An imam, a pastor a (lesbian) bishop and a rabbi walked into a sacred space …
It sounds like the beginning of joke, doesn’t it? It isn’t a joke … but it makes me smile to think about it. This past Sunday I was invited to be a part of Park Hill United Methodist Church’s 106th Anniversary service. Not only were we celebrating that occasion, but preaching at the service was the Bishop Karen Oliveto. Bishop Oliveto was recently elected as the first openly lesbian United Methodist bishop by delegates at the Western Jurisdictional Conference. Oh, and by the way, the Methodist denomination officially bans “self-avowed practicing homosexuals” from ordination. And, it was the 15th anniversary of September 11th … Imam Abdur-Rahim Ali, Pastor Eric Smith and I led a prayer commemorating that anniversary.
The voices of intolerance and prejudice seem to dominate the world around us. The actions of those who would speak these messages make us feel afraid, angry and insecure. And yet, through the cacophony of that noise and in the shadow of those actions … an Imam, a Pastor, a Rabbi and a (Lesbian) Bishop walked into a sacred space. Our standing together did not quiet those voices (yet), nor did it (completely) prevent the possibility that the makers of such noise from perpetuating more violence. And yet, in a country still fearful of muslims 15 years later … an Imam, a Pastor, a Rabbi and a (Lesbian) Bishop walked into a sacred space. And yet, still facing one of the many prejudices still buried deep within our American institutions … an Imam, a Pastor, a Rabbi and a Lesbian Bishop walked into a sacred space.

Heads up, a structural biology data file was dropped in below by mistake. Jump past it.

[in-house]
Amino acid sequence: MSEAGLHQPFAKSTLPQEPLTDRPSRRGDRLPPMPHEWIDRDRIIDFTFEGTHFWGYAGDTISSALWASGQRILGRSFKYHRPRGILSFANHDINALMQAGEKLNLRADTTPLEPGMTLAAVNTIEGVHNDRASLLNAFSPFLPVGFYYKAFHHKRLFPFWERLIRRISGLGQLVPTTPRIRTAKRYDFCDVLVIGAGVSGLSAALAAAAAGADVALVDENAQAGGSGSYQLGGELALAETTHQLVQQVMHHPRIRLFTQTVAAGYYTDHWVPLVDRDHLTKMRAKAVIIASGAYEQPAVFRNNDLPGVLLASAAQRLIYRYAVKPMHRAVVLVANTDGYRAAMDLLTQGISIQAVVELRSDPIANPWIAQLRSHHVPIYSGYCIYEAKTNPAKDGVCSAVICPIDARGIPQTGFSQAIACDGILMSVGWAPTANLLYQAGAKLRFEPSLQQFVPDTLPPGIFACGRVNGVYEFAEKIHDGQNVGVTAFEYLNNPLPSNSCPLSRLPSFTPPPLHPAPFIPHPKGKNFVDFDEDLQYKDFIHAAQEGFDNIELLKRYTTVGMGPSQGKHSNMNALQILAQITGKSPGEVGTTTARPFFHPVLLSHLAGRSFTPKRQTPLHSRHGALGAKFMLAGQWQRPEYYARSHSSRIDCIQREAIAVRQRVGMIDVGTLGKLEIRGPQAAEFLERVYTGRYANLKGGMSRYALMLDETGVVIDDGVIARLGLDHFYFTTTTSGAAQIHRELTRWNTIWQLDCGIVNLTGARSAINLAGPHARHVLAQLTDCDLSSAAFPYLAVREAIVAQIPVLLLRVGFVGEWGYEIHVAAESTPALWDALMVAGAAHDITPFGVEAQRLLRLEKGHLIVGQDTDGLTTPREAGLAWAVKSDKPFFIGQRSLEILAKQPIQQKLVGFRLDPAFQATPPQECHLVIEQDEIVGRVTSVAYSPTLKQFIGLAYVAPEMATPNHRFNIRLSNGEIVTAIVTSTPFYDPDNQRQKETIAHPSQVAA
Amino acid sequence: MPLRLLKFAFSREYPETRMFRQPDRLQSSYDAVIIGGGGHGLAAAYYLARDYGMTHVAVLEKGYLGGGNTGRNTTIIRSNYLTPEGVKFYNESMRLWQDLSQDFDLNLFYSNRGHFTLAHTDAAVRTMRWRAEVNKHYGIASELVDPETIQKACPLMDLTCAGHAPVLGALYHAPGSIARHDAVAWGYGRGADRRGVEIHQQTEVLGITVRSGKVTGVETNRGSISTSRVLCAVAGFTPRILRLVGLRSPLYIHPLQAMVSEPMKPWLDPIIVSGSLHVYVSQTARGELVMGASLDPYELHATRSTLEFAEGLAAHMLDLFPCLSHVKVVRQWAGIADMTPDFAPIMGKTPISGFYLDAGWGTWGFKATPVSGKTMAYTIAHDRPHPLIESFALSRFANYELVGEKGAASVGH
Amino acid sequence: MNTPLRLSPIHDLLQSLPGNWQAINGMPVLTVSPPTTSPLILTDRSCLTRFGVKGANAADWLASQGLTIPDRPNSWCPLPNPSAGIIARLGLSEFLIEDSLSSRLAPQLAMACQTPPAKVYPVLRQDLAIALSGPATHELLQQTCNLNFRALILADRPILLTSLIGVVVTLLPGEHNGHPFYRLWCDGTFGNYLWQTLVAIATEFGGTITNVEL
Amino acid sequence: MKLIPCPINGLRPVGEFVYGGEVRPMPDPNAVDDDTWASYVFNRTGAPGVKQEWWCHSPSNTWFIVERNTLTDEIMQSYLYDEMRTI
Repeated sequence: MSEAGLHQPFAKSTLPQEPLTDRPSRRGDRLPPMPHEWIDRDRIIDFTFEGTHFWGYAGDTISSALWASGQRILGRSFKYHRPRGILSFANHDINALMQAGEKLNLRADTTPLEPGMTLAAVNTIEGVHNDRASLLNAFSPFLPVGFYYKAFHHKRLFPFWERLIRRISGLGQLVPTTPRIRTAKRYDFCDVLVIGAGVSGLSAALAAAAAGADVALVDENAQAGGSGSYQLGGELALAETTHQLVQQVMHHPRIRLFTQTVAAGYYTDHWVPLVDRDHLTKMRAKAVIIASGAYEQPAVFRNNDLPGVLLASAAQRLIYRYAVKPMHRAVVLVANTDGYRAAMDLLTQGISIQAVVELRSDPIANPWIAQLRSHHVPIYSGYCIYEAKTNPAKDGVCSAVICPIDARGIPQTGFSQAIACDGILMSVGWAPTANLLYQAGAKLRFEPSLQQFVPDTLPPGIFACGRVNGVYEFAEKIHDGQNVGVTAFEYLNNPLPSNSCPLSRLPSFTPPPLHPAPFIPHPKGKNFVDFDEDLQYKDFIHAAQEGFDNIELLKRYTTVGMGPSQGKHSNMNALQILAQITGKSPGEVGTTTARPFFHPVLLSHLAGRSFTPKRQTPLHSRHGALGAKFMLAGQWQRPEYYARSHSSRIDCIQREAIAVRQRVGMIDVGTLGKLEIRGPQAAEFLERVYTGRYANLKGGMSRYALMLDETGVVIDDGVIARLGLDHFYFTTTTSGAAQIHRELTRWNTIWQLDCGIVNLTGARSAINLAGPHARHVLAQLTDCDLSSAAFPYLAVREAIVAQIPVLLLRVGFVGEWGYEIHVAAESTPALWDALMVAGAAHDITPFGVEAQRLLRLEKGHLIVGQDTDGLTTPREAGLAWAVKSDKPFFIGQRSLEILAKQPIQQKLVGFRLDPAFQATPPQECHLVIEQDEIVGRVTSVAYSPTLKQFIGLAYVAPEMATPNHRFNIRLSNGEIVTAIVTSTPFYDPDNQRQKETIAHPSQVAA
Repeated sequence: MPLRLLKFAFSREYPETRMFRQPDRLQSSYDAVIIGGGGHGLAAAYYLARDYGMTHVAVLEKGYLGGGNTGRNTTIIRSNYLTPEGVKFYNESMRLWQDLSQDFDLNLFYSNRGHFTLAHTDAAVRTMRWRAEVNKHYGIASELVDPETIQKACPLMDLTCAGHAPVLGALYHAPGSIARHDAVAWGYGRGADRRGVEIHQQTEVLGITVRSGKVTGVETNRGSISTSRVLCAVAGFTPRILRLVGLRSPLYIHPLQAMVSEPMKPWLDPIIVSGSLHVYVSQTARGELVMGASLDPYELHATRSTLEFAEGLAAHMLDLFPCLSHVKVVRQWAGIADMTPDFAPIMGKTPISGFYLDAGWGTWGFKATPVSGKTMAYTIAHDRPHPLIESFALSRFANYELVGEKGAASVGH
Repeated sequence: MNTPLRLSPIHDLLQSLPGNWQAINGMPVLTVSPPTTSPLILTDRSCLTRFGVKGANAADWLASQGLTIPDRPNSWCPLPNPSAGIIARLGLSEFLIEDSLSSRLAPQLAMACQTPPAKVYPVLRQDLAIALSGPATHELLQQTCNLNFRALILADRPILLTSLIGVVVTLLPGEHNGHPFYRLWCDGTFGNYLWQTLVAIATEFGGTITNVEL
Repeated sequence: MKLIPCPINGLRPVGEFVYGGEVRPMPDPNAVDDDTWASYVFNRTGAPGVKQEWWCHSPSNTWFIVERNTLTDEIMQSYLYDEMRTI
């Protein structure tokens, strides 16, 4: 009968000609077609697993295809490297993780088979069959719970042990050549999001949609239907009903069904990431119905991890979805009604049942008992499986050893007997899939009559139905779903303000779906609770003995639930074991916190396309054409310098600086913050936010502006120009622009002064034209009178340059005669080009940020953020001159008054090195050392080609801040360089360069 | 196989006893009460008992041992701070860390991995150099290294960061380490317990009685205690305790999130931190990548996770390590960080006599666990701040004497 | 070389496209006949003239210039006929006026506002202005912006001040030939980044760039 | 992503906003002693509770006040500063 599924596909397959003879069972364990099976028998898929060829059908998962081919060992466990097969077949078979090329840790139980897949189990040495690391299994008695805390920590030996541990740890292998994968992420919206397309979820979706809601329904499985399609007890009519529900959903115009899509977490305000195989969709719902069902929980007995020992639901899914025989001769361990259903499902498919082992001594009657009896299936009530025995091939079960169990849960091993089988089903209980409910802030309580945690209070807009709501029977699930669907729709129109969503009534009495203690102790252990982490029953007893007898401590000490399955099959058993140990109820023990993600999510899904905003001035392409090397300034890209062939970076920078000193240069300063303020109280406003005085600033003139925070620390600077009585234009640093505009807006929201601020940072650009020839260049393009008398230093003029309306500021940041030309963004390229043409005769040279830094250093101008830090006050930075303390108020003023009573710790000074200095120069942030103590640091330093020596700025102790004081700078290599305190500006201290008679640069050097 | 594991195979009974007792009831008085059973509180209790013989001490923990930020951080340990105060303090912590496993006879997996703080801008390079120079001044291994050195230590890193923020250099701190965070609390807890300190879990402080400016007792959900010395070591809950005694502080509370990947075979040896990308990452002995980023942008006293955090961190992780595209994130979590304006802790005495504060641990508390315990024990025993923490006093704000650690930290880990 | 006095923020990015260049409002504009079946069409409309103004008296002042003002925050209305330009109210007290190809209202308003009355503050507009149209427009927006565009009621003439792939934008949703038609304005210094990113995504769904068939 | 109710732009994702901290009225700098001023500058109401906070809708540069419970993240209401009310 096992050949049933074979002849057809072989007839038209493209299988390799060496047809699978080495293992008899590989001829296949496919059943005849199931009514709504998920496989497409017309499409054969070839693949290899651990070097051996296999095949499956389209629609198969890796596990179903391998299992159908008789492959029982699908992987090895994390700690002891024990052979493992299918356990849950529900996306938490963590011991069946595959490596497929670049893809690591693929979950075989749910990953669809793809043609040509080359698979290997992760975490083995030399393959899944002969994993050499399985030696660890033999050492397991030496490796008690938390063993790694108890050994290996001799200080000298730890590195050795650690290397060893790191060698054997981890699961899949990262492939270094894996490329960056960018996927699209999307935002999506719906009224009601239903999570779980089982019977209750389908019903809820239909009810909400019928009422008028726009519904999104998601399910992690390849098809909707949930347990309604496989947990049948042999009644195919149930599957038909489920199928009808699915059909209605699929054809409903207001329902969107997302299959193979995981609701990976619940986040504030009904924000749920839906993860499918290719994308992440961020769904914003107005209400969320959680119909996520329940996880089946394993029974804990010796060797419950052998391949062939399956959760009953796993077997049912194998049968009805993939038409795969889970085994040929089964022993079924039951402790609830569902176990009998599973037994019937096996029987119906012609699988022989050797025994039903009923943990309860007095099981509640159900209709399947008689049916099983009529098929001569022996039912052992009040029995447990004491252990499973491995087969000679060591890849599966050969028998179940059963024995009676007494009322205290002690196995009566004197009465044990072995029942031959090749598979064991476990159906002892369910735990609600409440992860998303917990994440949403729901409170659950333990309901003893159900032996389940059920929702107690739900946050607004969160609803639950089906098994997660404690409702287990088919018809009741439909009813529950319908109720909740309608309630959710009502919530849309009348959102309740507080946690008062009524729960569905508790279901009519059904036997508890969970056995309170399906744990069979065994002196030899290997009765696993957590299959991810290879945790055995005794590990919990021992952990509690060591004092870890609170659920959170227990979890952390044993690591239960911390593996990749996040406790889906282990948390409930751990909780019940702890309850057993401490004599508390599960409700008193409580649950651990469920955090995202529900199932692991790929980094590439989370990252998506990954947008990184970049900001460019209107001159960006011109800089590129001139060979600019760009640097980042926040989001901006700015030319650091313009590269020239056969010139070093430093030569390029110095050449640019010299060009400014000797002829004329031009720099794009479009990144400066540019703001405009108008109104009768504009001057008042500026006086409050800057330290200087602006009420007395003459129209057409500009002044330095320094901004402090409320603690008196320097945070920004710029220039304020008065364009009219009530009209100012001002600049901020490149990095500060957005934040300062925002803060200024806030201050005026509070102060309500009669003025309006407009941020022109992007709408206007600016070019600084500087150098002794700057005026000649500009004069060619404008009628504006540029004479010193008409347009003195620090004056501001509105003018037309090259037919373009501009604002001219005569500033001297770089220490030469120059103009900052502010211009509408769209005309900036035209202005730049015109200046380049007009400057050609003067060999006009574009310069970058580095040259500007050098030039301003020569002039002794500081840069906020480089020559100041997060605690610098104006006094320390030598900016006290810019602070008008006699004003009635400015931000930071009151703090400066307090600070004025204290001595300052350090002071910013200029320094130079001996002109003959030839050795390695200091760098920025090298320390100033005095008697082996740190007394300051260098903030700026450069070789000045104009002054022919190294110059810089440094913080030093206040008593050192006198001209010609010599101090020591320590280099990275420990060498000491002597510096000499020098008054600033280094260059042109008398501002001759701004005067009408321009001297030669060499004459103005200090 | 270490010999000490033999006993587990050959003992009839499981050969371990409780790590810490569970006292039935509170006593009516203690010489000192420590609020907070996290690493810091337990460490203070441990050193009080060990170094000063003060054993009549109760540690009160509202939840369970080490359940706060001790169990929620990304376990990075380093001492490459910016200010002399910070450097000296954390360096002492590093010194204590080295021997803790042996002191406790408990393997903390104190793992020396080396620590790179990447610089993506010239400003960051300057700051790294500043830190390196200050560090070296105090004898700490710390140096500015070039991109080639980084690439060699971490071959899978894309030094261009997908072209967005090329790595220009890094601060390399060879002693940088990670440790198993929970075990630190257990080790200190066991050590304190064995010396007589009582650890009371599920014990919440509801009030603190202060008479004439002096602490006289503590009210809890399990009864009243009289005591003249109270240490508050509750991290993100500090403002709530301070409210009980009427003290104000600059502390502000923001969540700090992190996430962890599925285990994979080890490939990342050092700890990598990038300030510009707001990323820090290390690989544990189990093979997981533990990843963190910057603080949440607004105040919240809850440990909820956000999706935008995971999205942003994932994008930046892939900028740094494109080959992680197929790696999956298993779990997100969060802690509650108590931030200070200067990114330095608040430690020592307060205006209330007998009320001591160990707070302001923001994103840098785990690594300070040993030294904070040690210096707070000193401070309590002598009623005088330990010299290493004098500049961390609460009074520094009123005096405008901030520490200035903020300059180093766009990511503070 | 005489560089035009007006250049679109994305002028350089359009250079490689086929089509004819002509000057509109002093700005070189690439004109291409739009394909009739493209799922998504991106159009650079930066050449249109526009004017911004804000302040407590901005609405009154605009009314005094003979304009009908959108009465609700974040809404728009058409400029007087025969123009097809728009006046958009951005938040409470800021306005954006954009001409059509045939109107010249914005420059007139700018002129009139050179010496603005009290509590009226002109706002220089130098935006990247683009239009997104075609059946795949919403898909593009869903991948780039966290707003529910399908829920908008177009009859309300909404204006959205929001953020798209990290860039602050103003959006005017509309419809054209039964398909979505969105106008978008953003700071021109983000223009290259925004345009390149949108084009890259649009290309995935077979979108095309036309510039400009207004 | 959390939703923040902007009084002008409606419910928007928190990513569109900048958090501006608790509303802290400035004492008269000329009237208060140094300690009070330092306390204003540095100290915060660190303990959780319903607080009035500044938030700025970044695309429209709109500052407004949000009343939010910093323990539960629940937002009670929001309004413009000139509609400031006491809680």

Rabbi Tarfon taught us in the 2nd century: You are not obliged to complete the work, but neither are you at liberty to desist from it. (Avot 2:21) The work of the world can seem overwhelming, as if we could never complete it. Perhaps, it is supposed to feel that way … And yet, we just have to keep working.
At this time year in which we are given to asses the work of change and growth we all have to do, we need to honest about the nature of the job AND not give up the work we need to do. That job may be about how we treat ourselves, our loved ones … or people who just look, think and act so differently that we do. No matter the job and how big it may feel … we still gotta do the work.
The image of the four of us — the Imam, the Pastor, the Bishop and I — standing together and praying together in that sacred space makes me smile. It prods me to remember that the most powerful thing we all can do when confronted with the scope and enormity of the tasks before us … are the small, simple acts of love, kindness and peace.
May this time you spend paying attention to your tasks of growth and change and the work required to realize them be rich and renewing.